Cut a small X in the base of each peach. Drop a few peaches at a time into the boiling water, leave them there for 30 seconds and then lift them out with a slotted spoon and drop them into the ice water. When they are cool enough to handle, slip off the skins. If you’ve got some hard-to-peel peaches, you can boil them for a few seconds more or just remove the remaining skin with a paring knife.
Dry the peaches, cut them in half, remove the pits and cut each peach into about a dozen chunks. If the peaches are small, cut fewer chunks; the tourte is best when the pieces are about an inch on a side. Put the peaches in a bowl.
Put the butter in a small saucepan over medium heat and allow it to melt and then bubble. Stay close to the butter as it boils, and when it reaches a light caramel color, pull the pan from the heat. You may see some small dark brown spots on the bottom of the pan, and that’s fine; for sure you’ll catch the whiff of warm nuts. Wait a minute or two, then pour the butter over the peaches. Add the sugar, flour, salt and vanilla and gently stir everything together. Finish with the lemon juice, tasting as you go. I prefer the juice to be a background flavor, but you might want it to be more prominent, and, of course, the amount will depend on the sweetness of your fruit.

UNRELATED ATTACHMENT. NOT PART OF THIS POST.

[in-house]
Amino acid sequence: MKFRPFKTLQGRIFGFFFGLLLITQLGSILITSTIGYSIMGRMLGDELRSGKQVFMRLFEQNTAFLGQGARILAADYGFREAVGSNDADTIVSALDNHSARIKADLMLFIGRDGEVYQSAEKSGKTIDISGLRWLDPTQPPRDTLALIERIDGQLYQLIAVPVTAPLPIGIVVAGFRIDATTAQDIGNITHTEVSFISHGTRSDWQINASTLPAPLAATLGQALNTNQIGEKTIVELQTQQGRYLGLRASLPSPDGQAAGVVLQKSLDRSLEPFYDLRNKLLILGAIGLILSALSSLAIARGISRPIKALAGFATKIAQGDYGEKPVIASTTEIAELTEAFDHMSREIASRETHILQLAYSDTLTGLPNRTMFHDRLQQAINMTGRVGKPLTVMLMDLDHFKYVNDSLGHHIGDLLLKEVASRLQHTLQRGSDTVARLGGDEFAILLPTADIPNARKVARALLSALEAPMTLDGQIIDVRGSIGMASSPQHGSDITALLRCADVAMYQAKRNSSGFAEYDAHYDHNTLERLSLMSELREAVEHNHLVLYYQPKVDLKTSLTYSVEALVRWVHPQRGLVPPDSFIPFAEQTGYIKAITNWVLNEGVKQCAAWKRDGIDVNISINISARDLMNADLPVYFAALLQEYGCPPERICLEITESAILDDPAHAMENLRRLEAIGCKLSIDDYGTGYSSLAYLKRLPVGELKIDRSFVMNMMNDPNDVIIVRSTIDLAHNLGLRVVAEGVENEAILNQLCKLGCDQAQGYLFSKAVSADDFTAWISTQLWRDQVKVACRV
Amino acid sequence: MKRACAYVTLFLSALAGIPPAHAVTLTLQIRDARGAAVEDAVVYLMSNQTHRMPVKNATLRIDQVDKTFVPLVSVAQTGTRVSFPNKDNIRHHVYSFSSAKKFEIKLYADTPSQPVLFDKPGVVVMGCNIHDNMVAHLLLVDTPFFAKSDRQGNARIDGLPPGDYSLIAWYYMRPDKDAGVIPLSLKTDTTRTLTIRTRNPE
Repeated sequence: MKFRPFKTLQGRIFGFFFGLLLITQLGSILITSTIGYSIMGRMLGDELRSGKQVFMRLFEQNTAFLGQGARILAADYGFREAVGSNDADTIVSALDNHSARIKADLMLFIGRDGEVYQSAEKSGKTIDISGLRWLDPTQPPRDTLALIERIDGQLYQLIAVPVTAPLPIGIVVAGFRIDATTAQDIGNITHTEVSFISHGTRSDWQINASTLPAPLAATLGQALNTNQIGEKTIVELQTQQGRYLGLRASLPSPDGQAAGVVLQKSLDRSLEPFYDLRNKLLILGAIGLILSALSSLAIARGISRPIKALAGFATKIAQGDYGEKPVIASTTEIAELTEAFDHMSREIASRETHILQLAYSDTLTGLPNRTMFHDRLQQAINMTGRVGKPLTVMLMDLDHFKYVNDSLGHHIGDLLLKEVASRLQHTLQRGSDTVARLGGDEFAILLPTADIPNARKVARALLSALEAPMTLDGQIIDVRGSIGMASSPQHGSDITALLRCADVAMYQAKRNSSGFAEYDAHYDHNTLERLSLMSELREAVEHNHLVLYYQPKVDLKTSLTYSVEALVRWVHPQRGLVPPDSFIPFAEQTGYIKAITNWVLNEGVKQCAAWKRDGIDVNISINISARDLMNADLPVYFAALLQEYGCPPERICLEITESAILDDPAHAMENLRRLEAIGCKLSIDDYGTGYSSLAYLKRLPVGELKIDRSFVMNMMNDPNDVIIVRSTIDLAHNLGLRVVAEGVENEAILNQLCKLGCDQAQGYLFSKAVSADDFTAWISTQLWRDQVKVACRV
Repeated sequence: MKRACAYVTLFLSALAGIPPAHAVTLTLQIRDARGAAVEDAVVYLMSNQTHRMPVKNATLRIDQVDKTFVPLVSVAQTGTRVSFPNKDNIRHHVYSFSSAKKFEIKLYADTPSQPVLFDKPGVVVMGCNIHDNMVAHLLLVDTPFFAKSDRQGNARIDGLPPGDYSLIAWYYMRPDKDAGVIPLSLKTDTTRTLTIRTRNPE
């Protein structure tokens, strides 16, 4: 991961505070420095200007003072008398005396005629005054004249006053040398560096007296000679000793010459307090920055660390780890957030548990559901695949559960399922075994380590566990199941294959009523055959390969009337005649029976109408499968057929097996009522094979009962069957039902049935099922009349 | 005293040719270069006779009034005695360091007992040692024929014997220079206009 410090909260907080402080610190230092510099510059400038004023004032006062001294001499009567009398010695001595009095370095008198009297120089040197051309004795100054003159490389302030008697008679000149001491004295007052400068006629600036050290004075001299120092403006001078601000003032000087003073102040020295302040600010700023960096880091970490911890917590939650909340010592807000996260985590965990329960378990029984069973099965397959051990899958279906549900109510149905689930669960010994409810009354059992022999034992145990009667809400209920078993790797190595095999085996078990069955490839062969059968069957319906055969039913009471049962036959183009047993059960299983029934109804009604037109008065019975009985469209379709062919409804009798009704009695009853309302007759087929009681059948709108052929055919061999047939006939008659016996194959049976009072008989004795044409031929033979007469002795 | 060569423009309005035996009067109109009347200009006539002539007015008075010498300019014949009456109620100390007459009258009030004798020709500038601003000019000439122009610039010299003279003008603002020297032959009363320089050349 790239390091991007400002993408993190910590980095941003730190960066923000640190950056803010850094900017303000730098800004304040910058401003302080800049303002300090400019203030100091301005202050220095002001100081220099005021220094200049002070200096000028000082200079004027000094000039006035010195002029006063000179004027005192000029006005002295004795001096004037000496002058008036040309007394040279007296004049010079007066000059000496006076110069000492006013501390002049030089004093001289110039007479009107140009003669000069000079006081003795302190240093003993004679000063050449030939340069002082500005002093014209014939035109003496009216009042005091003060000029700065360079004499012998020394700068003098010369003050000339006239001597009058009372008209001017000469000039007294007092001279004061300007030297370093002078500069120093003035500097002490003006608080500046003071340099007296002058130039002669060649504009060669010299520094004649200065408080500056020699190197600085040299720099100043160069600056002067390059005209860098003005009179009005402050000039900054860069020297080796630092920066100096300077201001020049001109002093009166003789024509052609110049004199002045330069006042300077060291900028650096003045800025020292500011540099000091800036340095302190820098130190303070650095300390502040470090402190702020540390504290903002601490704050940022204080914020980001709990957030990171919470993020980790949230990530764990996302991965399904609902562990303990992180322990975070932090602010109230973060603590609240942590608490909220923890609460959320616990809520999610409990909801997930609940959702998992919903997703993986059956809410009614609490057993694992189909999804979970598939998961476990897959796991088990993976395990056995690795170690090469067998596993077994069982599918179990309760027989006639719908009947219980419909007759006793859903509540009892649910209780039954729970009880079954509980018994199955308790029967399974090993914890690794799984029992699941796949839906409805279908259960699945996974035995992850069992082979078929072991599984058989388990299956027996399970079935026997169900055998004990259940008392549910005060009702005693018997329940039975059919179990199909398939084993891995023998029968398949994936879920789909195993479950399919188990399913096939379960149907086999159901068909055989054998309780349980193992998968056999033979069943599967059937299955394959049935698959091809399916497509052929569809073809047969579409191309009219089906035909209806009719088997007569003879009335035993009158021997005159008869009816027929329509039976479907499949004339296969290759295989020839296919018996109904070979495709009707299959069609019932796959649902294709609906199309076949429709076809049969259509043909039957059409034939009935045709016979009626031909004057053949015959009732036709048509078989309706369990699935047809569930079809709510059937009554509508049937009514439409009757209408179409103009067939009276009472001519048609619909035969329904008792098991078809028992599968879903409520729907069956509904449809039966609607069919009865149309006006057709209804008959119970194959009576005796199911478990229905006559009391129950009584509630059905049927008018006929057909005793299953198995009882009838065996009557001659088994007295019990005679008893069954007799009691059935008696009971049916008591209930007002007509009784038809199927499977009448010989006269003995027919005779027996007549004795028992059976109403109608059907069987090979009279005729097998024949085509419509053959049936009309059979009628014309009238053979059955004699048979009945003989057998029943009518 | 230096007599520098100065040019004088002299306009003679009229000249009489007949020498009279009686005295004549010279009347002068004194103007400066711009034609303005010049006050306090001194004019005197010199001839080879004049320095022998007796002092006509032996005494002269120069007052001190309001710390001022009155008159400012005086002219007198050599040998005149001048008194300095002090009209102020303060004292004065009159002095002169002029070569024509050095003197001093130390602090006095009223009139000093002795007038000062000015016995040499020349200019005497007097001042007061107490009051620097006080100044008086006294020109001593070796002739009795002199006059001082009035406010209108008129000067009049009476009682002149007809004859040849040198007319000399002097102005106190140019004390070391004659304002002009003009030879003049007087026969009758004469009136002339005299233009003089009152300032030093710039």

To assemble the tourte: Put the tart pan on the lined baking sheet. Give the filling another stir and scrape it into the tart shell, smoothing the top. You should have just enough filling to come level with the edges of the crust.
Remove the circle of dough from the refrigerator and let it rest for a couple of minutes, just until it’s soft enough to maneuver without cracking. Brush the edges of the tart shell with water, then position the circle of dough over the crust. Press the rim of the tourte with your fingers to glue the two pieces together and then, pressing on the rim as you go, cut the top circle even with the edges of the pan.
Use a knife, the wide end of a piping tip or a small cookie cutter to remove a circle of dough from the center of the tourte—this is your steam vent. Brush the surface of the tourte lightly with cold water and sprinkle it generously with sugar.
Bake the tourte for 40 to 50 minutes, or until the crust is deeply golden brown and, most important, the butter is bubbling. If you think the crust is browning too quickly—the thick rim has a tendency to get dark—cover the tourte lightly with a foil tent. Transfer the tourte, still on its baking sheet, to a rack and allow it to cool until it’s only just warm or at room temperature before serving. As it cools, the buttery syrup will be reabsorbed by the peaches, which is just what you want—so don’t be impatient.
Serving: Whatever you serve with the tourte—vanilla ice cream or frozen yogurt (I like the tang of yogurt with the sweet peaches), softly whipped cream or even more softly whipped crème fraîche—don’t let it cover the top of the tourte – it’s too pretty to hide.
Storing: You can partially bake the bottom crust up to 8 hours ahead and you can have the top crust rolled out and ready to go ahead of time, but the filling shouldn’t be prepared ahead. The baked tourte is really best served that day. If you’ve got leftovers, refrigerate them. The crust will lose its delicateness, but the tourte will still be satisfying.